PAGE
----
search.noResults

search.searching

note.createNoteMessage

search.noResults

search.searching

orderForm.title

orderForm.productCode
orderForm.description
orderForm.quantity
orderForm.itemPrice
orderForm.price
orderForm.totalPrice
orderForm.deliveryDetails.billingAddress
orderForm.deliveryDetails.deliveryAddress
orderForm.noItems
Since vitamins and minerals are required during different This course is 1 Contact Hour 1. Read the Continuing Education article.


2. Go online to Nurse.com/CE to take the test for $12. If you are an Unlimited CE subscriber, you can take this test at no additional charge. You can sign up for an Unlimited CE membership at Nurse.com/UnlimitedCE for $49.95 per year.


DEADLINE


Courses must be completed by July 31, 2018


3. If the course you have chosen to take includes a clinical vignette, you will be asked to review the vi- gnette and answer 3 or 4 questions. You must answer all questions correctly to proceed. If you answer a question incorrectly, we will provide a clue to the correct answer.


4. Once you successfully complete the short test associ- ated with the clinical vignette (if there is one), proceed to the course posttest. To earn contact hours, you must achieve a score of 75%. You may retake the test as many times as necessary to pass the test.


5. All users must complete the evaluation process to complete the course. You will be able to view a certifi- cate on screen and print or save it for your records.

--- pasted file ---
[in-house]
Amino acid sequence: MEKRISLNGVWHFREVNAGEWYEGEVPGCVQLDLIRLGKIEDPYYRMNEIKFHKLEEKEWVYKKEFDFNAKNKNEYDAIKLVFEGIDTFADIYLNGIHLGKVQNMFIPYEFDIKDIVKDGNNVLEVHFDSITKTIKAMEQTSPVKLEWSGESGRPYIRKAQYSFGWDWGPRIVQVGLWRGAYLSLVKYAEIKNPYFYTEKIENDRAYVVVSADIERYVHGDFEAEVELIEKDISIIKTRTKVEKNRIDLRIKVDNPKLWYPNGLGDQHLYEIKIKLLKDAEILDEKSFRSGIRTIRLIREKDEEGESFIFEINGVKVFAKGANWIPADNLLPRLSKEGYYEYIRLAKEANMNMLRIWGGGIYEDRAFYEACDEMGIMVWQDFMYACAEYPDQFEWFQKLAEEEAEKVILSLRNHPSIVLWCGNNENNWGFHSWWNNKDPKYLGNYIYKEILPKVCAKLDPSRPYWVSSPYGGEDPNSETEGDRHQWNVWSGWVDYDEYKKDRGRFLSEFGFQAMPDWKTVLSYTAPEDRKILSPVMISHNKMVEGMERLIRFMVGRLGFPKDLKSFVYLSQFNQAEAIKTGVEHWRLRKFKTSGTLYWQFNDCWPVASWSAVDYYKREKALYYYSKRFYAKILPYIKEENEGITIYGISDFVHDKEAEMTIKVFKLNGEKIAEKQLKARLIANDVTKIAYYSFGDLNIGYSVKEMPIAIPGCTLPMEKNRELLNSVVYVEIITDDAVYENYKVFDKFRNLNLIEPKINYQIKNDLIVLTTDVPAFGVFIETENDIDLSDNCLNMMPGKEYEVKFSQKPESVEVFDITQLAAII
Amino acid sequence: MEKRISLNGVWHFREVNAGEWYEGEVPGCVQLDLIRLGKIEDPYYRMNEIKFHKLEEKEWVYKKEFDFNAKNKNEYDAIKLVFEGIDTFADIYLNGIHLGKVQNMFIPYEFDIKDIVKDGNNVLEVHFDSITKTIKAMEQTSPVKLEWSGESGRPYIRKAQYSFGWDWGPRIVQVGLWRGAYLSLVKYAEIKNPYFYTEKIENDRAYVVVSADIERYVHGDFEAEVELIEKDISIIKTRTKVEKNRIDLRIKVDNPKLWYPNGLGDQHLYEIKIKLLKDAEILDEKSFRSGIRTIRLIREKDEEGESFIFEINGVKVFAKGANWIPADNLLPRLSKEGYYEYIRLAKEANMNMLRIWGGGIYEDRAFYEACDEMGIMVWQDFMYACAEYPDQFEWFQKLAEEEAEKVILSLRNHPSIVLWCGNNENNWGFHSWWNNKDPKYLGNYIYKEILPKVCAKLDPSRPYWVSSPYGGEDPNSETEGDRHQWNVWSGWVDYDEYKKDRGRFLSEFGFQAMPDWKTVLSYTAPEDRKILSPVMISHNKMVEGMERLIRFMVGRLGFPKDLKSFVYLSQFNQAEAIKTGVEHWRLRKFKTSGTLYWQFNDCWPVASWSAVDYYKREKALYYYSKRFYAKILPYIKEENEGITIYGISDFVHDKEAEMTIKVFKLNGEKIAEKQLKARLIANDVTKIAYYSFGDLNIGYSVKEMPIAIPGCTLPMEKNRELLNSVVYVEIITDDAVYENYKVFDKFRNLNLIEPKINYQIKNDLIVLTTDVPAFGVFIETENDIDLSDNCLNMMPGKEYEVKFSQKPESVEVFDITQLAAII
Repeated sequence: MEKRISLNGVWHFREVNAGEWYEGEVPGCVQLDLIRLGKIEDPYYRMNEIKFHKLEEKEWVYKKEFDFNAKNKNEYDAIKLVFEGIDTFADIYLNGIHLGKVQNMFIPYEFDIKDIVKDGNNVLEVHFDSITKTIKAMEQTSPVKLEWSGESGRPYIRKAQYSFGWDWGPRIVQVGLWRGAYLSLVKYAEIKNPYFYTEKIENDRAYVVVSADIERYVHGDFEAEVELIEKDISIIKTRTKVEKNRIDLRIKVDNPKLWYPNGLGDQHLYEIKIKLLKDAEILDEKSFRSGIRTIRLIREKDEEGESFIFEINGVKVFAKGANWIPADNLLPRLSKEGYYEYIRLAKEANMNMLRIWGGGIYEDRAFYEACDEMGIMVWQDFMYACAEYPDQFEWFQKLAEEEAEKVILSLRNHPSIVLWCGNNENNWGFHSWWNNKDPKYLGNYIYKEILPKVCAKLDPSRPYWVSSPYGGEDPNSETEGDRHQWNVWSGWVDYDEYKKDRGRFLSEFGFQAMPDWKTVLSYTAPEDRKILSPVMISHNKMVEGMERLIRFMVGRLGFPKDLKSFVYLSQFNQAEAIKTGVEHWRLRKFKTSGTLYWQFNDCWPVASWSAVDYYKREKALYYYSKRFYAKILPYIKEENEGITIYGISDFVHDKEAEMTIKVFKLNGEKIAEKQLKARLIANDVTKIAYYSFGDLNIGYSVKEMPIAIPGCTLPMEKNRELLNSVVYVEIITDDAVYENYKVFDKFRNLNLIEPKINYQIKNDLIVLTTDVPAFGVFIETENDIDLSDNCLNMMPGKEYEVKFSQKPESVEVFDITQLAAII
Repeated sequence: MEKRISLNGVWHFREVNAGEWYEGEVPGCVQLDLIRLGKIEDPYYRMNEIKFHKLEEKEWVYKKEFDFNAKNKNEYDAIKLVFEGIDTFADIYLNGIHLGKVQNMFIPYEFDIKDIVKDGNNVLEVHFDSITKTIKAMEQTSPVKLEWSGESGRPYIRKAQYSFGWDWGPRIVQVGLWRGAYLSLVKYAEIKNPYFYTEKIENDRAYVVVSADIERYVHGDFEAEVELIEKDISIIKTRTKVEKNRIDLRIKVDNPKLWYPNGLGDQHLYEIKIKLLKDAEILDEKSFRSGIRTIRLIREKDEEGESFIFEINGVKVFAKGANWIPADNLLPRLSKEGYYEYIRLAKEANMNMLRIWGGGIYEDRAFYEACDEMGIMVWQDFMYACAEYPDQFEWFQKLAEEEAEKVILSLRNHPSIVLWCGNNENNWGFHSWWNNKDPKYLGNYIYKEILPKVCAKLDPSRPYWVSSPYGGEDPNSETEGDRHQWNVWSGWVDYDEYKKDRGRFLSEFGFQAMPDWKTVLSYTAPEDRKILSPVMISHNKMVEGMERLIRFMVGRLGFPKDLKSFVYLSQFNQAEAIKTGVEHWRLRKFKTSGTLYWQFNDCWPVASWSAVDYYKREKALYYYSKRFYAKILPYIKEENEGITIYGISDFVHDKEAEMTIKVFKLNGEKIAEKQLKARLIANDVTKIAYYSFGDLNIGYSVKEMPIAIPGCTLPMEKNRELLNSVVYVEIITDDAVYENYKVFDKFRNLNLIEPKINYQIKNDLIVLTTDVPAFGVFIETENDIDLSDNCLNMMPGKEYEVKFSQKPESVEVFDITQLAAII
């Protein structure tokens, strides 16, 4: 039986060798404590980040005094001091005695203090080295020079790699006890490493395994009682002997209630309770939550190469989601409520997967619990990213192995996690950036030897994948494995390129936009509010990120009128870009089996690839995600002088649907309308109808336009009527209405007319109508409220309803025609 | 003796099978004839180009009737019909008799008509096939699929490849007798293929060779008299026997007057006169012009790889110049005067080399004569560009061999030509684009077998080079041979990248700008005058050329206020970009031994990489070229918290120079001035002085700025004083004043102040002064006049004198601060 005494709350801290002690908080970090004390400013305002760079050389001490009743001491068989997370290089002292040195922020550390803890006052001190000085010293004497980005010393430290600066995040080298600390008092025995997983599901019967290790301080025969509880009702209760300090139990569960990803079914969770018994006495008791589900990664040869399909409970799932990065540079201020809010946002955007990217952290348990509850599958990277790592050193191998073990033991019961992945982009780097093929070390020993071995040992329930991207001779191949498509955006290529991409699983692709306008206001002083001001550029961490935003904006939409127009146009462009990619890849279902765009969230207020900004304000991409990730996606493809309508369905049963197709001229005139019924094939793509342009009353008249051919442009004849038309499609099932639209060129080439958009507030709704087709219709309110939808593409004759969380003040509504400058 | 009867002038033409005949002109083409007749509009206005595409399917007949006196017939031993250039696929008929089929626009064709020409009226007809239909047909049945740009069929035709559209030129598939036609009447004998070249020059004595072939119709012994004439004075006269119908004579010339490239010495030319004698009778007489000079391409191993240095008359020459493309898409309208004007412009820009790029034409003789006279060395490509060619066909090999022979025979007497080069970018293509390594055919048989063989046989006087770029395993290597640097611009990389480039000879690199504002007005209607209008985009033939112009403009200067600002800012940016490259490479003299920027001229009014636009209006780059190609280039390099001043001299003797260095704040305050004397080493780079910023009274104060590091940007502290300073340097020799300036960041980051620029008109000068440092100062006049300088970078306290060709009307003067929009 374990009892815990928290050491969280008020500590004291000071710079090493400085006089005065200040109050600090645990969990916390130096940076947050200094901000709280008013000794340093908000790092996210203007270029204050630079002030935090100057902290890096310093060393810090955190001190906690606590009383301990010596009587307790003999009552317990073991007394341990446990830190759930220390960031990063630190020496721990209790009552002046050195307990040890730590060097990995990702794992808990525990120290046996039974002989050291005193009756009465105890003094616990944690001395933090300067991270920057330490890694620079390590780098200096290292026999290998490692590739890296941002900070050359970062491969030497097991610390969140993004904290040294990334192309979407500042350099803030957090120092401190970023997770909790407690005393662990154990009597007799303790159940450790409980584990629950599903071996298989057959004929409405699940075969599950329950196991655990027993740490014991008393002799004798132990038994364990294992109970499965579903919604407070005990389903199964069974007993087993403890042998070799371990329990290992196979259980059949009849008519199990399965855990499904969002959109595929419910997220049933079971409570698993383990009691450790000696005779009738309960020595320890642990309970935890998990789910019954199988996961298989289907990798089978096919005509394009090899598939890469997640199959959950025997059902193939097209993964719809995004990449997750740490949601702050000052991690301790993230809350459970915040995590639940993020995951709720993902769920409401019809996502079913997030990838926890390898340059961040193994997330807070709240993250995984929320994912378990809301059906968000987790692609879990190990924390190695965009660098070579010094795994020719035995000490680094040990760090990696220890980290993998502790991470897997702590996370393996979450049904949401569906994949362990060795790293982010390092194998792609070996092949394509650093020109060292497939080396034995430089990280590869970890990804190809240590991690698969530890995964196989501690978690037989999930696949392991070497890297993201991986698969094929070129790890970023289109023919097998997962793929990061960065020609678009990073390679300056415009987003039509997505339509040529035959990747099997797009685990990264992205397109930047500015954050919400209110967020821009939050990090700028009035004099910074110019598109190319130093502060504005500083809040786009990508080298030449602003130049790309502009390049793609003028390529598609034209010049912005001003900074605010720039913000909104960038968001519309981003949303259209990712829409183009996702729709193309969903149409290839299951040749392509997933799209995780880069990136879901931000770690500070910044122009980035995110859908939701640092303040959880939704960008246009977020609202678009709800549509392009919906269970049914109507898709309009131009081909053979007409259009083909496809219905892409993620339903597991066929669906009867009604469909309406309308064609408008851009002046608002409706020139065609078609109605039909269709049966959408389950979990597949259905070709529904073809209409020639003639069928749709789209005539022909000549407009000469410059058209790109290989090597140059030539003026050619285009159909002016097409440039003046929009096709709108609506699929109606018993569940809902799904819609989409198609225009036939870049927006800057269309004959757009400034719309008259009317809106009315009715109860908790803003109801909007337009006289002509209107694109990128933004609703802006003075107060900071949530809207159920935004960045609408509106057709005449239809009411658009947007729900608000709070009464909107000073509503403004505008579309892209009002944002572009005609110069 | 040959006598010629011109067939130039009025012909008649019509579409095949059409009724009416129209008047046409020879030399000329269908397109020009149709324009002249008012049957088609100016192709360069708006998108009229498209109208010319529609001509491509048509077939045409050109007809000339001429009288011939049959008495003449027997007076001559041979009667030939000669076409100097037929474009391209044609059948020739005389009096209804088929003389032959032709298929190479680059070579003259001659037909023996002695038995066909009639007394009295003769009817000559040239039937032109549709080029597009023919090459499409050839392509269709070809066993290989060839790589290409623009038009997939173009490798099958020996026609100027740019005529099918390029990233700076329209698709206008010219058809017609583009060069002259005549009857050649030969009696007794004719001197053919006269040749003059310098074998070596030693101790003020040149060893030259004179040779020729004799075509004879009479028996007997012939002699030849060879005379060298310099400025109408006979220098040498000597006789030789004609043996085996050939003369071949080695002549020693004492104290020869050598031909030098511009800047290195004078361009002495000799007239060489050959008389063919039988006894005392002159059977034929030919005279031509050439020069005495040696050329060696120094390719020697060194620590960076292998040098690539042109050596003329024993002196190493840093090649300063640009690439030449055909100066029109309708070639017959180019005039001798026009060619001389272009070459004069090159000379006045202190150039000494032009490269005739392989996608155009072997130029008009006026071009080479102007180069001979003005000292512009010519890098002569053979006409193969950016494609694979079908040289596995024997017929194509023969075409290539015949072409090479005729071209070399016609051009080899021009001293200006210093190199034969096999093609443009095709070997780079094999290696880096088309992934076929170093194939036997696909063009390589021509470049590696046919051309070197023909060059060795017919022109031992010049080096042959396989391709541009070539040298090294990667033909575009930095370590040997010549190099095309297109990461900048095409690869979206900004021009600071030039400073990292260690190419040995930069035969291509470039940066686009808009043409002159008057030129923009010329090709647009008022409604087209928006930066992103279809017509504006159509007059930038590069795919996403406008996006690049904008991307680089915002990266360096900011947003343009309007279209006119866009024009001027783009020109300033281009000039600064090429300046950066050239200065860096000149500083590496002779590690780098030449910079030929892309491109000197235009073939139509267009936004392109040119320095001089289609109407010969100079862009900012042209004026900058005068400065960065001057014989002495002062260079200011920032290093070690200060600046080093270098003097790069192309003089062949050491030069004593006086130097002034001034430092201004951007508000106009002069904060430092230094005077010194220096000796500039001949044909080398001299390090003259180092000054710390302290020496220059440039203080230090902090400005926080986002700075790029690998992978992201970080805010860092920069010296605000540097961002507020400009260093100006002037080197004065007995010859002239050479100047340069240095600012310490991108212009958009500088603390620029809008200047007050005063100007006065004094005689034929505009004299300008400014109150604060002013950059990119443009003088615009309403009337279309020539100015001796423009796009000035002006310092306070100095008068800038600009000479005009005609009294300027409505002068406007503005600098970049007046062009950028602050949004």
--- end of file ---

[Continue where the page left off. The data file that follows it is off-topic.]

ACCREDITED


OnCourse Learning is accredited by the American Nurses Credentialing Center (ANCC), the


Accreditation Council for Pharmacy Education (ACPE), and the Accreditation Council for Continuing Medical Education (ACCME), to provide continuing education for the healthcare team.


OnCourse Learning is also accredited by the Florida Board of Nursing, District of Columbia Board of Nurs-


ing, and Georgia Board of Nursing (provider # 50-1489). OnCourse Learning is approved by the California Board of Registered Nursing, provider # CEP16588.


ONLINE Nurse.com/CE


You can take this test online or select from the list of courses available.


Prices subject to change. QUESTIONS


Or for a complete listing of our courses Phone 800-866-0919 Email ce@nurse.com


26 Visit us at NURSE.com • 2016


Opportunities for IP collaboration Te nurse’s role. Identifying malnutrition or malnutrition risk


is fundamental to the nurse’s role of optimizing wound healing. Malnourished patients often have higher rates of infections and pressure ulcers (and consequently require greater nursing care) and are less independent due to muscle loss, which also increases nursing care with longer lengths of hospital stay.32